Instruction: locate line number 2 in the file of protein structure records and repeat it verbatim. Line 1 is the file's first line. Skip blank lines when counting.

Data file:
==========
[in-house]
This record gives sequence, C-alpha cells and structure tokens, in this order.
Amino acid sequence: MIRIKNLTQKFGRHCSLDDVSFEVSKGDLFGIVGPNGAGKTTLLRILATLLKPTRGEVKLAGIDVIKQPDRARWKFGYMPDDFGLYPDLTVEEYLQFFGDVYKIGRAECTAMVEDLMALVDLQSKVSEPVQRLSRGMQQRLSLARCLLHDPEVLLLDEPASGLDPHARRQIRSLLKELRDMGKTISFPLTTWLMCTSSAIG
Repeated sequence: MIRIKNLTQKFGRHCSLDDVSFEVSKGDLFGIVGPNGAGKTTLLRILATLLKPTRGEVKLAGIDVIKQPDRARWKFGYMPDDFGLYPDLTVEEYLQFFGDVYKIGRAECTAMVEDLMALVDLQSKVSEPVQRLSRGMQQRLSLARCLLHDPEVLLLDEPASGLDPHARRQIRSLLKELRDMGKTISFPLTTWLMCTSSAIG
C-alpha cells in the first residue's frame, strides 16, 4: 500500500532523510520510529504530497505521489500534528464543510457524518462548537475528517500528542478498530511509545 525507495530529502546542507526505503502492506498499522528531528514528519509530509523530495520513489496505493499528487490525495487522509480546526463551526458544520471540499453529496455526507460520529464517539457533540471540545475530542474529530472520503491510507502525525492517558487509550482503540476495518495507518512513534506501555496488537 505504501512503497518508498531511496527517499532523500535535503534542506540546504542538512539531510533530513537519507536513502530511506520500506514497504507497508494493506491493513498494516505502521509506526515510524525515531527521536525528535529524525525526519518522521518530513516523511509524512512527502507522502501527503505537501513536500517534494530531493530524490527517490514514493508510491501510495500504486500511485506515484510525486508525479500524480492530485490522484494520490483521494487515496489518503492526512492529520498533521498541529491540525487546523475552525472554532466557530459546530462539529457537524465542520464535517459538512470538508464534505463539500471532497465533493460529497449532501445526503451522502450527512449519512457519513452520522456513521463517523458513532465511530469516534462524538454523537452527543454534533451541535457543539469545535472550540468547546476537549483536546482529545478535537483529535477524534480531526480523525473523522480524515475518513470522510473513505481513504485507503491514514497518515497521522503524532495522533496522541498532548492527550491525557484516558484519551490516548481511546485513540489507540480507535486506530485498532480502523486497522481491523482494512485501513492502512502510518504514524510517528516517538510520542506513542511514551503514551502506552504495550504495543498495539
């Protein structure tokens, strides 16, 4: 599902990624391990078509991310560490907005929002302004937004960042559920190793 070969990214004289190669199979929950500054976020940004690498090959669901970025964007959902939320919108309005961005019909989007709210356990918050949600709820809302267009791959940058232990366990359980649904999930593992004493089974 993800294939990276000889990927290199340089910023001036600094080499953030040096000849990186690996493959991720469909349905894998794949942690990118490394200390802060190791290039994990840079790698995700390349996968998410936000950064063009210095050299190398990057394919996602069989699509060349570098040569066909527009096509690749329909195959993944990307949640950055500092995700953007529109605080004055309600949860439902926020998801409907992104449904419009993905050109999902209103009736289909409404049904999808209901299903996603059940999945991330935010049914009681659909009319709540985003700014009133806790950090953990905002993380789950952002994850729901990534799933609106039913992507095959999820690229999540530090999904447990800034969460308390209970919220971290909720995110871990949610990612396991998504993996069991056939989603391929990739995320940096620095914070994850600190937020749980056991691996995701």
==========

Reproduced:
This record gives sequence, C-alpha cells and structure tokens, in this order.